Archive for February, 2017

Taking The Pressure Off Standing Rock

Sunday, February 19th, 2017

Standing Rock is standing firm:

However, their historic betrayers, the Department of Indian Affairs, and more recent betrayers, their own tribal council, are aligned to focus their efforts on the water protectors.

One of the disadvantages Standing Rock faces is government sycophants who favor the pipeline can focus all their efforts at Standing Rock.

Consider this illustration of spreading their efforts over a wider area, say the 1,172 miles of the pipeline:

One or two breaches might be manageable and repairs would make economic sense. What about five major breaches? Or perhaps 10 major breaches? Each one in different sections and not too overlapping in time.

Interest, as you know, runs on loans 24 x 7 and repairs drive up the break even point for any endeavor.

Hemorrhaging cash at multiple locations isn’t sustainable, even for large foreign banks. Eventually, how long is unknown until figures come in for repairs, etc., the entire pipeline will be unprofitable and abandoned.

In the mean time, those points where cash is being lost by the barrel full (sorry), will capture the attention of investors.

Protecting DAPL From Breaches (Maps and Hunting Safety)

Sunday, February 19th, 2017

Any breach in the 1,172 length of the DAPL pipeline renders it useless.

Local sheriffs, underfunded and short staffed, are charged with guarding DAPL’s 1,172 length, in addition to serving their communities.

Places to patrol include heavy equipment rental companies in Illinois, Iowa, North Dakota and South Dakota.

Sheriff’s won’t have to pay overtime and these maps will help deputies reach their patrol areas every day:

Illinois heavy equipment rental

Iowa heavy equipment rental

North Dakota heavy equipment rental

South Dakota heavy equipment rental

Hunting/Police Safety

Hunters have long used pipelines as lines of sight, which could put deputies patrolling the pipeline in harms way. Sheriffs should advertise the patrol locations of deputies well in advance. Due to their professionalism, you won’t find any breaches being made in the pipeline in areas under active deputy patrols.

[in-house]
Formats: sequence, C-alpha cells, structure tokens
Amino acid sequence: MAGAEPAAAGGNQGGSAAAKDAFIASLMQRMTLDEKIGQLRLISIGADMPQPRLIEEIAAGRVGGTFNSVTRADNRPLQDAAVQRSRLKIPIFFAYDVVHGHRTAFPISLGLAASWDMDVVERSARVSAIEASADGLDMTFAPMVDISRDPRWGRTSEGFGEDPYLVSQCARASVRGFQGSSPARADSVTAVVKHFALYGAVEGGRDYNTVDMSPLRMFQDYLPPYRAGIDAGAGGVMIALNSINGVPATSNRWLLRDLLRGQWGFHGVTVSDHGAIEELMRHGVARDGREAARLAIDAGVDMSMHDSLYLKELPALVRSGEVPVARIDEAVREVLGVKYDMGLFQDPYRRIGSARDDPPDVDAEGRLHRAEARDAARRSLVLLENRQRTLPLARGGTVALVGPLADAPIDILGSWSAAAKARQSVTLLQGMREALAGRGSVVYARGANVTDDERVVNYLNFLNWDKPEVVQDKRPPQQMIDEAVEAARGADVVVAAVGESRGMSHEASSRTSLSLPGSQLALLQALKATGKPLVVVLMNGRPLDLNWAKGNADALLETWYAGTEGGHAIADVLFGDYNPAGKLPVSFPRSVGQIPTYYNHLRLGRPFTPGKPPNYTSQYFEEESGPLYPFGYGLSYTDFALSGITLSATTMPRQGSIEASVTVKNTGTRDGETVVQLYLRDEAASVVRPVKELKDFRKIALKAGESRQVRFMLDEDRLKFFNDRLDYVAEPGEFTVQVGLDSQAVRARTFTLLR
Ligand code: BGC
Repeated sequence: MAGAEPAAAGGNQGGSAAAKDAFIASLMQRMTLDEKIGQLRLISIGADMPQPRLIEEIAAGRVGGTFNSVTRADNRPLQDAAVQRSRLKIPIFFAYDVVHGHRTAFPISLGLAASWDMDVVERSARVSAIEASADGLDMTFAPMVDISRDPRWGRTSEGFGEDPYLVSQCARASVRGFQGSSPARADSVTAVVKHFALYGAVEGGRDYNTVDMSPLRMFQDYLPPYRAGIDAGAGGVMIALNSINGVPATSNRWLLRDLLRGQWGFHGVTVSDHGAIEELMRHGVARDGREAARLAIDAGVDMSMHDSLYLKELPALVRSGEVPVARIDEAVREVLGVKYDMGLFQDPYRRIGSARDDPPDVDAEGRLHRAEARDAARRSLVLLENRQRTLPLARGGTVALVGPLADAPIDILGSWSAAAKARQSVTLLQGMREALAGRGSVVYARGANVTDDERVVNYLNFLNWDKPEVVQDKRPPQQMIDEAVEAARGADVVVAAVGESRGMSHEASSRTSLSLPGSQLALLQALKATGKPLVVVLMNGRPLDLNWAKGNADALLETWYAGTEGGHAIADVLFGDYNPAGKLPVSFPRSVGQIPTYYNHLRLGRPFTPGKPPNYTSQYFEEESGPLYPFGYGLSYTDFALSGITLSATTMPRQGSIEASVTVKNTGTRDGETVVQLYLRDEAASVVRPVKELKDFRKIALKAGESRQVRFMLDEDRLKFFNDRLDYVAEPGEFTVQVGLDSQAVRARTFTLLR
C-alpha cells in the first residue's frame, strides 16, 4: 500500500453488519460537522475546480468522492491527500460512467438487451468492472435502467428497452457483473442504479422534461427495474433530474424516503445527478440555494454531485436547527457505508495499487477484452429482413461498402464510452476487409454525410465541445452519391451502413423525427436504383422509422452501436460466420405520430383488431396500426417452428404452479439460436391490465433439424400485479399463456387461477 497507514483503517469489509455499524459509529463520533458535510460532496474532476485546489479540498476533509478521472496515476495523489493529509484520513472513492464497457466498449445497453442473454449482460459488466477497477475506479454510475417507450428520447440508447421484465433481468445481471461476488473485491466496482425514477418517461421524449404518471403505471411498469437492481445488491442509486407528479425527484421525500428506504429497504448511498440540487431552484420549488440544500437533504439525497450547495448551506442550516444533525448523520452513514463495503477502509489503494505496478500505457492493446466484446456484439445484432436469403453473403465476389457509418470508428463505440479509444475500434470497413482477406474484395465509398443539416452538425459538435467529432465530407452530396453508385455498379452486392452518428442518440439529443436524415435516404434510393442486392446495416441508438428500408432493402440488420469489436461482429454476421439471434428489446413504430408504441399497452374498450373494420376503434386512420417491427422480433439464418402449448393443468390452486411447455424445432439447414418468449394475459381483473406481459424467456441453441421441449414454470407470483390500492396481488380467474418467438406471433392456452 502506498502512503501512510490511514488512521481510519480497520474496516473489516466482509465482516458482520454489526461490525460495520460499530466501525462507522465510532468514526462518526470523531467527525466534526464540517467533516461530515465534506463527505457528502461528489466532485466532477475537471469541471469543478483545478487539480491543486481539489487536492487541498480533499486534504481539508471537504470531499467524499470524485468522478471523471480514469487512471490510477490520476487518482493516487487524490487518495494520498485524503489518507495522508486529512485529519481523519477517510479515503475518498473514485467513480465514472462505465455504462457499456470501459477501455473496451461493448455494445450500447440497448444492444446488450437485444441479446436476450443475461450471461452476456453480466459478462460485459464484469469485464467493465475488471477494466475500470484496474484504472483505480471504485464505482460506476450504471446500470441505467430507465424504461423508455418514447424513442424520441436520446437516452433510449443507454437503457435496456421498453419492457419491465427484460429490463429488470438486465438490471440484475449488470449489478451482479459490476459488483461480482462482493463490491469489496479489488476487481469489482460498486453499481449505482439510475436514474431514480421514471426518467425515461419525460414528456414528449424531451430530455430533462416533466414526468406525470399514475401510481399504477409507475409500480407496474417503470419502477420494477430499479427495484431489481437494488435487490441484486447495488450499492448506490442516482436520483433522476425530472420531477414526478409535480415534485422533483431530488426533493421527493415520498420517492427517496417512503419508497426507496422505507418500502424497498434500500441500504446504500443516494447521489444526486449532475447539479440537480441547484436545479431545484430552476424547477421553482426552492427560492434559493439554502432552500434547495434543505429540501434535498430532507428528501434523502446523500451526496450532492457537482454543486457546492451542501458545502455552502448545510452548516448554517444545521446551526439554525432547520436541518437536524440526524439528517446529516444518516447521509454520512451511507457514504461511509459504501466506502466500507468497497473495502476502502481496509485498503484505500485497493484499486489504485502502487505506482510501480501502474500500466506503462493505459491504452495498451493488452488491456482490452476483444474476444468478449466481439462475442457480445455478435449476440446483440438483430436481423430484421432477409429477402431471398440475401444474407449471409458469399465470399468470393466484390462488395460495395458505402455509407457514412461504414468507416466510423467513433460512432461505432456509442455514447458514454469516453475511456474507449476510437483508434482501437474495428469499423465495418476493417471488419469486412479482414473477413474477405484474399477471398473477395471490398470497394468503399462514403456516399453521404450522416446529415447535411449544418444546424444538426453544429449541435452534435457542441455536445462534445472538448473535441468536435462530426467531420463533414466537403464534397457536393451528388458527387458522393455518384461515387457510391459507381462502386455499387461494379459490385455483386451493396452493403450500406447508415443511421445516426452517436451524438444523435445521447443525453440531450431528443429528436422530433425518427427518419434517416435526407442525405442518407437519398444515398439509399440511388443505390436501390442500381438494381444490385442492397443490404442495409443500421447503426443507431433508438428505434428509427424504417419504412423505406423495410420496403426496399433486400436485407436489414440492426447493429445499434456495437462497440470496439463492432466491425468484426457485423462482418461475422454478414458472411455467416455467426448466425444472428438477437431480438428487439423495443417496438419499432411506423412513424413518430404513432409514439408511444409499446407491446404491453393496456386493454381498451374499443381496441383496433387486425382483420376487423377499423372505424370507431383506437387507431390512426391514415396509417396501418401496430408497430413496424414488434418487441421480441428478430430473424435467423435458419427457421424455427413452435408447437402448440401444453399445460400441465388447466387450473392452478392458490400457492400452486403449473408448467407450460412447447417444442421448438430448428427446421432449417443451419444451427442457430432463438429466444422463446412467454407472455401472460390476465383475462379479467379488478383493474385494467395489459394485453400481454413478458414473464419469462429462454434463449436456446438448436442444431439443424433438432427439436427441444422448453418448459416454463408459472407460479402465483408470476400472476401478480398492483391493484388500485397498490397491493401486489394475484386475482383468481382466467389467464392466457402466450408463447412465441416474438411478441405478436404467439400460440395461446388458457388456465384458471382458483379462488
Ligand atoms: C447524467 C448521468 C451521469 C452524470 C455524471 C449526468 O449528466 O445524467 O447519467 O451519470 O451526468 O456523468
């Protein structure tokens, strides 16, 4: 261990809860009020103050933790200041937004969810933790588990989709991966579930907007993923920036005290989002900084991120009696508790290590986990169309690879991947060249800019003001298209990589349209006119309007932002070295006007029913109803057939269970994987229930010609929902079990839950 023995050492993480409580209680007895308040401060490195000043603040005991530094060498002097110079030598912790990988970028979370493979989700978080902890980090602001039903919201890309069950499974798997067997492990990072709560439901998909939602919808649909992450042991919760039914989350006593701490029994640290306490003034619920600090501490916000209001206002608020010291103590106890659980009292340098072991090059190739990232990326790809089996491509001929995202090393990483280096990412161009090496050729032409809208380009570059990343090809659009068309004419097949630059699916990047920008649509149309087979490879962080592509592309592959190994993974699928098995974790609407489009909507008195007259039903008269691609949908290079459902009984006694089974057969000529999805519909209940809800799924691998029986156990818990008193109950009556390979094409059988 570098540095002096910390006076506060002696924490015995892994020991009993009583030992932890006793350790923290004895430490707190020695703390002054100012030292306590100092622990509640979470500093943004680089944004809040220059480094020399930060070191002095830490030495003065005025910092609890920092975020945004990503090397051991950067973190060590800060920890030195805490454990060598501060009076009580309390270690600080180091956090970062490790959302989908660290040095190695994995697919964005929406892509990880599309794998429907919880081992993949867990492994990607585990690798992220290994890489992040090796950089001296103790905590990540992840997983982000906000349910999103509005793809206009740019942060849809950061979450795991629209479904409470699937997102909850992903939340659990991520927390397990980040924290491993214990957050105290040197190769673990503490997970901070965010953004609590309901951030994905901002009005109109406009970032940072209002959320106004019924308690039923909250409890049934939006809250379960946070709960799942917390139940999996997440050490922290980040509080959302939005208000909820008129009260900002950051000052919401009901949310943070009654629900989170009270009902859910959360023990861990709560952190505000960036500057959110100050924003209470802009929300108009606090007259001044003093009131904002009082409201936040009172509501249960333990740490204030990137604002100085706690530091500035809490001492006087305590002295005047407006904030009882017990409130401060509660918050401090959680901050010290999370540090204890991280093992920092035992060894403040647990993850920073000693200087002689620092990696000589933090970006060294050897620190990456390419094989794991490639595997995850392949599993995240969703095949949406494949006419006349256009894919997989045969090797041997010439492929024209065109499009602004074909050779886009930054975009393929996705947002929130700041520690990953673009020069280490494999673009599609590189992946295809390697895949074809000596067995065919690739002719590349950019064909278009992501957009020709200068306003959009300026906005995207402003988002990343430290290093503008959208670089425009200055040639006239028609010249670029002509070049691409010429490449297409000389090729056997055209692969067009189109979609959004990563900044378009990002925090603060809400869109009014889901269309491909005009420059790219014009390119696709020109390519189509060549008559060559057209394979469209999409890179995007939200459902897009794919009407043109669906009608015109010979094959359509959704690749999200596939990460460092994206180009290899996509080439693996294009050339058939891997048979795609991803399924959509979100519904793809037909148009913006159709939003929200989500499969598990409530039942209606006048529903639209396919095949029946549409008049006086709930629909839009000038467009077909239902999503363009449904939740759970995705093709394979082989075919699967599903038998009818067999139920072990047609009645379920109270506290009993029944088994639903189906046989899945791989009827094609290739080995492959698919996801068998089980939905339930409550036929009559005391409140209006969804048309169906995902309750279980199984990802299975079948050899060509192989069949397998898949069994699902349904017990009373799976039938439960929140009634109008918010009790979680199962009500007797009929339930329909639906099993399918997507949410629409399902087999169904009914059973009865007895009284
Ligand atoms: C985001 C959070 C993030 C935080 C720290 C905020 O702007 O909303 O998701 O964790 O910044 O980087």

Observations

Some people may question the effectiveness of patrolling heavy equipment rental companies and announced deputy patrols of the pipeline. But sheriffs juggle competing demands for resources and the good of their local community everyday.

A community that sees higher restaurant, motel, employment figures as breaches are repaired.

If I were a sheriff, I would also bear in mind the local community votes in elections, not foreign banks.

Data Breach Digest 2017 (Verizon)

Saturday, February 18th, 2017

Data Breach Digest (Verizon)

From the report:

The Situation Room

Data breaches are complex affairs often involving some combination of human factors, hardware devices, exploited configurations or malicious software. As can be expected, data breach response activities—investigation, containment, eradication, notification, and recovery—are proportionately complex.

These response activities, and the lingering post-breach aftereffects, aren’t just an IT security problem; they’re an enterprise problem involving Legal Counsel, Human Resources, Corporate Communications and other Incident Response (IR) stakeholders. Each of these stakeholders brings a slightly different perspective to the breach response effort.

Last year, thousands of IR and cybersecurity professionals delved into the inaugural “Data Breach Digest—Scenarios from the Field” (aka “the RISK Team
Ride-Along Edition”) to get a first-hand look into the inner workings of data breaches from an investigative response point of view (PoV).